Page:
[Haskell-cafe] Writing "Haskell For Dummies Or At Least For
People Who Feel Like Dummies When They See The Word 'Monad'"
sylvan at student.chalmers.se
Mon Dec 11 15:43:41 EST 2006
On 12/11/06, Kirsten Chevalier <catamorphism at gmail.com> wrote:
> It's not as if this is the first time that this has been suggested,
> but some people have suggested that a practical book about Haskell
> would be a good idea. I agree. Some people have also suggested that
> the right moment for this hasn't arrived yet, and I see that as a
IMO the number one problem with existing books is that they are far to
structured. I.e. "first we'll spend one chapter on functions, then one
on types, then one on laziness, then one on data types" etc. But that
means you can't really show off anything useful until the last
chapter! I think the problem is that most authors are academics, and
used to a very systematic way of explaining things - the problem is
that when Average Joe has read two chapters, he will want to try out
some ideas of his own, and if you haven't given him the basic tools to
do Real Stuff by then, he'll think the language isn't meant for real
world usage and that impression will stick.
Yes, monads are cool, but for Average Joe who doesn't give a hoot
about category theory we don't need too specific. And we REALLY don't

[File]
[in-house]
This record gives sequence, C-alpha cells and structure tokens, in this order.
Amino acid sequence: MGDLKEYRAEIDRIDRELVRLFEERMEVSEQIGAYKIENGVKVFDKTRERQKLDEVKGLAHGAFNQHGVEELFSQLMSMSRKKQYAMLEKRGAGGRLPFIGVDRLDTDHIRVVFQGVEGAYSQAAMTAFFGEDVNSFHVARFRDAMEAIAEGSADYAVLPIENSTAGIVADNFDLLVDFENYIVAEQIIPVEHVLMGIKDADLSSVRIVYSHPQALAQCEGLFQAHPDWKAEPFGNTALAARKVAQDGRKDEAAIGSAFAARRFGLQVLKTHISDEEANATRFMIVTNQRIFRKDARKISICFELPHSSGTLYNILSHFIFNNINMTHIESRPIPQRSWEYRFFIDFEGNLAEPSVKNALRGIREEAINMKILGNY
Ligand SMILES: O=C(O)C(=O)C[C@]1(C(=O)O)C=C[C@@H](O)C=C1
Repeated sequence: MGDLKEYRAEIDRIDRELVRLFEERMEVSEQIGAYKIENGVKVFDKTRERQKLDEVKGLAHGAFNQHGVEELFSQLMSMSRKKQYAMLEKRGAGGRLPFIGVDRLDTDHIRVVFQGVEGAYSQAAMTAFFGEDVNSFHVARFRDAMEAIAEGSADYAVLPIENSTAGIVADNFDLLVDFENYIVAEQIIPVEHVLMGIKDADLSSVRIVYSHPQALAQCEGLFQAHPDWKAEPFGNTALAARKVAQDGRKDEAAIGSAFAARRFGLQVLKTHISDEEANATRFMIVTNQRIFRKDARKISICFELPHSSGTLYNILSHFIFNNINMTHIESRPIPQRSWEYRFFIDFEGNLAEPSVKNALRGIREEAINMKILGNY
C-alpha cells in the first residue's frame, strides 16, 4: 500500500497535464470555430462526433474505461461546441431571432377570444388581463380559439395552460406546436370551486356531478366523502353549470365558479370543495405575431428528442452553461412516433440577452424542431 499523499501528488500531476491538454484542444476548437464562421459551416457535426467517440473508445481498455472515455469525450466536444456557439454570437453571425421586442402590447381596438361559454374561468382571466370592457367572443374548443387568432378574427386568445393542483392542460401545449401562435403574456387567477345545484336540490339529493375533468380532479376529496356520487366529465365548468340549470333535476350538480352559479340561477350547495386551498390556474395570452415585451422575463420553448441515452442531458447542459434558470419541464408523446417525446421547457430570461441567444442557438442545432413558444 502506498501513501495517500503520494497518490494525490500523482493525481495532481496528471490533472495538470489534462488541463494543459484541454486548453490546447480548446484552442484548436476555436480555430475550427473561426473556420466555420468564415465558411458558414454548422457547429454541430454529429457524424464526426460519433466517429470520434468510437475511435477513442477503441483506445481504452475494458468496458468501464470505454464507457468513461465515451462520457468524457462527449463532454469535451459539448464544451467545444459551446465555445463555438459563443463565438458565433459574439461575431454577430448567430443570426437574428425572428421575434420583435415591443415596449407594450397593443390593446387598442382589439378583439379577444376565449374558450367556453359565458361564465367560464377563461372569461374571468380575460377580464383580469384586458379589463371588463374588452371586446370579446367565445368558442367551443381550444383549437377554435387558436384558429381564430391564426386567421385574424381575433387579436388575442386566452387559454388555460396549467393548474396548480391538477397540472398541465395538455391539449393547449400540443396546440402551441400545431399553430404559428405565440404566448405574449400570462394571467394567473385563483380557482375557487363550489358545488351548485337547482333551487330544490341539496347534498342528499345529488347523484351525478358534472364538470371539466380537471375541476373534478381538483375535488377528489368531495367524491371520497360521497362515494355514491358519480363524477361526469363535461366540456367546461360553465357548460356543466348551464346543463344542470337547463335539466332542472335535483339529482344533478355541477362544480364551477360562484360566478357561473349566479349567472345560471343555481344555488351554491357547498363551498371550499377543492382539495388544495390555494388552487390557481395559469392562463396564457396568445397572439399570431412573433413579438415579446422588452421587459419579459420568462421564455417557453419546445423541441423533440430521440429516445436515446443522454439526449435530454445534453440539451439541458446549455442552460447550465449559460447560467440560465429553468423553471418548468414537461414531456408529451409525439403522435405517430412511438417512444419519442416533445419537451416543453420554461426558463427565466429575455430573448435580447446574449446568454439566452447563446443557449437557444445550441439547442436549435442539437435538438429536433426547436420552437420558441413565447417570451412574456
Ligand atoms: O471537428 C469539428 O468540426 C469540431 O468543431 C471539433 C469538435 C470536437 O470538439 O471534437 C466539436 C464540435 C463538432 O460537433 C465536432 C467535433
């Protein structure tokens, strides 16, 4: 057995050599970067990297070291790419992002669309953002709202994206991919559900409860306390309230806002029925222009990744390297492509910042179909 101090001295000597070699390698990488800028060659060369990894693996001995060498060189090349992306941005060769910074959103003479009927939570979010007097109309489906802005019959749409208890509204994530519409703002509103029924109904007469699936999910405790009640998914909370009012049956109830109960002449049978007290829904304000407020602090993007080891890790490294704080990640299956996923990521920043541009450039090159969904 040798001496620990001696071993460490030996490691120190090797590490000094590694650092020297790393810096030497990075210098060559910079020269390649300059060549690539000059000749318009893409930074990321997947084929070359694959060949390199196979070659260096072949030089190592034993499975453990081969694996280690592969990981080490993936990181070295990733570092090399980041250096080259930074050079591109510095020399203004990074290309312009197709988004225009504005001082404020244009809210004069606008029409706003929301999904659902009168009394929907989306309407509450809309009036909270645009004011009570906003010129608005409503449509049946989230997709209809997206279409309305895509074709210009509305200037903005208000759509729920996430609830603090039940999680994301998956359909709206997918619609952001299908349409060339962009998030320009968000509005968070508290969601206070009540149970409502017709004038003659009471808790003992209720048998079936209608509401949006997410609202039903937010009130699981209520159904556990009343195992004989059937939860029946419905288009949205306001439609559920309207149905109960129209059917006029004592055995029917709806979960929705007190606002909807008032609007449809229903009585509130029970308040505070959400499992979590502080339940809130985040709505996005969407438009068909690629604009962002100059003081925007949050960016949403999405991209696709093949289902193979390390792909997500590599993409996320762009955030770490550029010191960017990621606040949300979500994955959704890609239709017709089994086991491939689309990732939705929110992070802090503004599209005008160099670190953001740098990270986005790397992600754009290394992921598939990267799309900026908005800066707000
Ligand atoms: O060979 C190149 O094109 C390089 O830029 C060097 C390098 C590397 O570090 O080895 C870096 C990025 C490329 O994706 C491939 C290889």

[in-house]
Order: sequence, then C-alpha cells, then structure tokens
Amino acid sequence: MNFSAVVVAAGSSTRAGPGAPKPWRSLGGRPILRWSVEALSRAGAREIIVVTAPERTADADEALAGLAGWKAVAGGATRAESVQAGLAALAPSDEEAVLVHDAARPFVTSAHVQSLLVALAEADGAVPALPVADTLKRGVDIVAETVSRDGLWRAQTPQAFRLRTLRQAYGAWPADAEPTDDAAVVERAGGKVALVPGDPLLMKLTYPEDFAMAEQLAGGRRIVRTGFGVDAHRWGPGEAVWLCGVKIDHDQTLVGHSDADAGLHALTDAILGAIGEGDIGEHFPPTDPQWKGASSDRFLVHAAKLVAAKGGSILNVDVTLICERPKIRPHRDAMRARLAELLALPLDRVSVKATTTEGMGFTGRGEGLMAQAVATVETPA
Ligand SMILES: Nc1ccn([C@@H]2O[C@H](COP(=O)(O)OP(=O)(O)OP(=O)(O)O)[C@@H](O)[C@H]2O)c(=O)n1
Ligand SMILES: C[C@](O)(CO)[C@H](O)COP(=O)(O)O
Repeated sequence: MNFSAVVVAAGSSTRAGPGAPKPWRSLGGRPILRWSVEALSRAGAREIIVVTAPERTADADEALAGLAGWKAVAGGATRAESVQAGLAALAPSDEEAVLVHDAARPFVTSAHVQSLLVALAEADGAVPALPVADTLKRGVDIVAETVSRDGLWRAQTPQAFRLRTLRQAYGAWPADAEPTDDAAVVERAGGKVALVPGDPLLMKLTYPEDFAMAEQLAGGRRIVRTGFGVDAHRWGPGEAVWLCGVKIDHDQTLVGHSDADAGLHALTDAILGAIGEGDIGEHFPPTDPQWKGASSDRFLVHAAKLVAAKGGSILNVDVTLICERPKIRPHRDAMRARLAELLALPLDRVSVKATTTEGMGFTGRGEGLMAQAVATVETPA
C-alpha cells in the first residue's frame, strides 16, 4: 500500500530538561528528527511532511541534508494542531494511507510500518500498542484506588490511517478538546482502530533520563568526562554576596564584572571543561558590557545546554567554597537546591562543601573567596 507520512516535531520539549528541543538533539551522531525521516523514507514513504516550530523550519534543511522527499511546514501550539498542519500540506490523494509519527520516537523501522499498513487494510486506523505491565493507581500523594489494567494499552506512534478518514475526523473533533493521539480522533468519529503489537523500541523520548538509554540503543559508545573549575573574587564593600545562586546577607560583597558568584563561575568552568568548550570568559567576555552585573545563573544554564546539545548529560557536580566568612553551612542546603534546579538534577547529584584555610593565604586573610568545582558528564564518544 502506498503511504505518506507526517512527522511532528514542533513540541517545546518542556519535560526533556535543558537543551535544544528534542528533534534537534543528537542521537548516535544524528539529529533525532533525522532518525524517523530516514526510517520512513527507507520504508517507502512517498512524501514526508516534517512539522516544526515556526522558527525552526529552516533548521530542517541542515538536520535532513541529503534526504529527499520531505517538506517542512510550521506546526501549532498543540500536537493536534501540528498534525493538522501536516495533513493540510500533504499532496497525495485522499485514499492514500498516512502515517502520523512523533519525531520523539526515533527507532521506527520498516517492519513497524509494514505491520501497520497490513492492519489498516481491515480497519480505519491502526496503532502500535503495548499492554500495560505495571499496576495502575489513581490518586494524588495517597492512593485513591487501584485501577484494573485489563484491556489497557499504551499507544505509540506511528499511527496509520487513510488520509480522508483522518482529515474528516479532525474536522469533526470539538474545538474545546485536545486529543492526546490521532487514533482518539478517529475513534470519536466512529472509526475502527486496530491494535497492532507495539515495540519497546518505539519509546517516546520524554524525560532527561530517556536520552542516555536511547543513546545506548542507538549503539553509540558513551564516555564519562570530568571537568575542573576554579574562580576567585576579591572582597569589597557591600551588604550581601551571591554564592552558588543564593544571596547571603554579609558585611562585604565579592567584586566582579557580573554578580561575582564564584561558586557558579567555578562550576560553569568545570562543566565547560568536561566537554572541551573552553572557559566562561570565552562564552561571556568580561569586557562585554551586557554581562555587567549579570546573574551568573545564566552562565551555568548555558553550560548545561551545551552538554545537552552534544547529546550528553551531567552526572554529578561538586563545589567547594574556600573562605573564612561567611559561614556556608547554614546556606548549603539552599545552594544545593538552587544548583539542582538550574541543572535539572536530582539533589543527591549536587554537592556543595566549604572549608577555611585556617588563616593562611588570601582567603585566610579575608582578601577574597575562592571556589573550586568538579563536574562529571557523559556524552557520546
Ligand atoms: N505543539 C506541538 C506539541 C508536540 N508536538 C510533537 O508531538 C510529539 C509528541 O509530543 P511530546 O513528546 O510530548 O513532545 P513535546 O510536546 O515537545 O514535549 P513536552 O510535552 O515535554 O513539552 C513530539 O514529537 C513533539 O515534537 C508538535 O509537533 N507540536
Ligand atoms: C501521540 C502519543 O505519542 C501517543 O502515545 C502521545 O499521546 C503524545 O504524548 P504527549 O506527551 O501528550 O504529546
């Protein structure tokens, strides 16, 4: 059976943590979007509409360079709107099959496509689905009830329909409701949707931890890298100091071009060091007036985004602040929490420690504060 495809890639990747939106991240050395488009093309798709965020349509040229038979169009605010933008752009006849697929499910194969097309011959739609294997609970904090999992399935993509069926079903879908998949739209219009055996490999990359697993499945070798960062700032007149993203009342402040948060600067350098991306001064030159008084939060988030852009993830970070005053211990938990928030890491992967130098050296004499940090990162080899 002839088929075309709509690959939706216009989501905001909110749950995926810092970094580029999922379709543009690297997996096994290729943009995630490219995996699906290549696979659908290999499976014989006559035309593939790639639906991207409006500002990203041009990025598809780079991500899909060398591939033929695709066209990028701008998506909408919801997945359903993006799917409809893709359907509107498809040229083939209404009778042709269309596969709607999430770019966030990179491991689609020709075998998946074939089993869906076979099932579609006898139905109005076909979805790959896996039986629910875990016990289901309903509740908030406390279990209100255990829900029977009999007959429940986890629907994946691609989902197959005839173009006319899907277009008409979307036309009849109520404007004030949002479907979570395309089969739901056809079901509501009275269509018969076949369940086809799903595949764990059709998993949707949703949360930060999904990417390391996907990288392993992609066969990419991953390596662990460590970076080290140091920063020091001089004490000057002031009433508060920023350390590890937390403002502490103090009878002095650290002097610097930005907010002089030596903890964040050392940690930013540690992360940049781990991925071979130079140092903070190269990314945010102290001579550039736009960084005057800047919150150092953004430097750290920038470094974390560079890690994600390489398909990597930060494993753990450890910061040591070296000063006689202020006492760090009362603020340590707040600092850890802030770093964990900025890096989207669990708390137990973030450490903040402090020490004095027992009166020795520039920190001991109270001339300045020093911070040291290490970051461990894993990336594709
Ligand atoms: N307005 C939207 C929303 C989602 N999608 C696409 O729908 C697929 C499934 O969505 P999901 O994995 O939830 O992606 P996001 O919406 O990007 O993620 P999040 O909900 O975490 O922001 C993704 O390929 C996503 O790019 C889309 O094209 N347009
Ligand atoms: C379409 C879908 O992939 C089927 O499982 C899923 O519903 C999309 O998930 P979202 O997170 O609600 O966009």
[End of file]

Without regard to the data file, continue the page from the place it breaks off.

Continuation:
need to hold off on IO until chapter 18 because we feel that we
couldn't do the subject "justice" until then (again, there is no need
to explain it in detail right away).
For example, most books on C++ include plenty of operations on various
ostreams way before they actually explain how they work. As far as the
newbie is concerned, "cout" is a keyword that lets you print stuff,
and later on he'll realise that it's just a library.
So my point is that the book should give examples of REAL programs,
even if they're just small examples. Use IO when necessary and start
off by keeping it simple (e.g. "Haskell enforces that side effects are
kept separate from functions, thus we have both actions and functions"
- you don't need much more than that to begin with, just pretend that
the IO monad is "imperative haskell" and that the only weird thing
about Haskell is that you have to keep "imperative haskell" separate
from "pure haskell").
I find that many text books and tutorials hold off on this for far too
long which gives an impression that IO and all the "real world" stuff
is somehow difficult in Haskell. Ironically I think the reason is that
the authors are so excited about how elegant and nice it is in Haskell
that they feel the need to explore it in super high detail rather than
just gloss it over (hence they put it in chapter 18 when the reader is
familiar enough with Haskell to understand it).
This same thing goes for type classes and data types. If your first 10
examples use only tuples and lists, then that's what people will use
in their own programs. Use data types right away when it makes sense.
And type classes too, and explain each usage with increasing accuracy
until you get to the chapter dealing with it specifically at which
point you let loose with all the gritty details.
There must be some way of teaching Haskell "breadth first", so to speak.
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